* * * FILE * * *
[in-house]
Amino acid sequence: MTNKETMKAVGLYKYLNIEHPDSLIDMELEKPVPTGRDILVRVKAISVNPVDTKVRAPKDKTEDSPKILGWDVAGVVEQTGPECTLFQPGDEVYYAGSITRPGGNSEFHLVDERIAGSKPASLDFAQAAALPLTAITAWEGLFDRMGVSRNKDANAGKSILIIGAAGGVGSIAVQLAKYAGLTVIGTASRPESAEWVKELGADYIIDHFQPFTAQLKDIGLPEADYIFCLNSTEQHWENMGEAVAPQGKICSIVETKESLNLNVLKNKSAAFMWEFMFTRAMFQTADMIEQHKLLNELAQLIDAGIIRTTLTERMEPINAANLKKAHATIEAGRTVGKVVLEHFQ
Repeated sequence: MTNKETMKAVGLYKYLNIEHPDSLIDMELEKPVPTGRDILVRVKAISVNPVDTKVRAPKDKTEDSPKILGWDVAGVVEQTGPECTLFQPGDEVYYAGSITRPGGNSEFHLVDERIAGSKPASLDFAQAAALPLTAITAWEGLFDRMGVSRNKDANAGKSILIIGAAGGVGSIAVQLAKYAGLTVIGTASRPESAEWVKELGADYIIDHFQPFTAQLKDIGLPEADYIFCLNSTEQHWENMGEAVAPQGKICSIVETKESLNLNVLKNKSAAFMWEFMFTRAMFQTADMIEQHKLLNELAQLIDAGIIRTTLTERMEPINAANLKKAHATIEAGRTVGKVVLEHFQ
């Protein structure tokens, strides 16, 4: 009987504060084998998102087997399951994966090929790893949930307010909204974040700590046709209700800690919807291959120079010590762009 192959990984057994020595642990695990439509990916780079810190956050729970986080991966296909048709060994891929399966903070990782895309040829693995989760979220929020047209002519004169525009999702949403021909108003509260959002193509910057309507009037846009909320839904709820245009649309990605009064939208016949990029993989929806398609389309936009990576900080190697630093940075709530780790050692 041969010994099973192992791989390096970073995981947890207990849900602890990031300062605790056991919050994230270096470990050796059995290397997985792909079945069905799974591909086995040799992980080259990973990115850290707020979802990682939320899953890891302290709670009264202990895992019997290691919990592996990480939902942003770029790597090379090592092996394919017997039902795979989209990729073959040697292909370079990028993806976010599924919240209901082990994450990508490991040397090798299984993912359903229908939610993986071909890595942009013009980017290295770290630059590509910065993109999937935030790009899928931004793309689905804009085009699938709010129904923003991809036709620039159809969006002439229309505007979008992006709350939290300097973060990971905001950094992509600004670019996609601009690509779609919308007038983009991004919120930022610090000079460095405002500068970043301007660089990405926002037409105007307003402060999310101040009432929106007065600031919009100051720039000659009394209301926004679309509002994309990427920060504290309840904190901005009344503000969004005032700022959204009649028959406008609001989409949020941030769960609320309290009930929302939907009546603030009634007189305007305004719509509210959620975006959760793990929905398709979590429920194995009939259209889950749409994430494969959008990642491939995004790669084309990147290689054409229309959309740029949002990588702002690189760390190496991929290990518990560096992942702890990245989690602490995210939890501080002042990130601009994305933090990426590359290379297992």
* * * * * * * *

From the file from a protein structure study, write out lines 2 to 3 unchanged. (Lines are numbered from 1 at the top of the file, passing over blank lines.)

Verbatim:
Amino acid sequence: MTNKETMKAVGLYKYLNIEHPDSLIDMELEKPVPTGRDILVRVKAISVNPVDTKVRAPKDKTEDSPKILGWDVAGVVEQTGPECTLFQPGDEVYYAGSITRPGGNSEFHLVDERIAGSKPASLDFAQAAALPLTAITAWEGLFDRMGVSRNKDANAGKSILIIGAAGGVGSIAVQLAKYAGLTVIGTASRPESAEWVKELGADYIIDHFQPFTAQLKDIGLPEADYIFCLNSTEQHWENMGEAVAPQGKICSIVETKESLNLNVLKNKSAAFMWEFMFTRAMFQTADMIEQHKLLNELAQLIDAGIIRTTLTERMEPINAANLKKAHATIEAGRTVGKVVLEHFQ
Repeated sequence: MTNKETMKAVGLYKYLNIEHPDSLIDMELEKPVPTGRDILVRVKAISVNPVDTKVRAPKDKTEDSPKILGWDVAGVVEQTGPECTLFQPGDEVYYAGSITRPGGNSEFHLVDERIAGSKPASLDFAQAAALPLTAITAWEGLFDRMGVSRNKDANAGKSILIIGAAGGVGSIAVQLAKYAGLTVIGTASRPESAEWVKELGADYIIDHFQPFTAQLKDIGLPEADYIFCLNSTEQHWENMGEAVAPQGKICSIVETKESLNLNVLKNKSAAFMWEFMFTRAMFQTADMIEQHKLLNELAQLIDAGIIRTTLTERMEPINAANLKKAHATIEAGRTVGKVVLEHFQ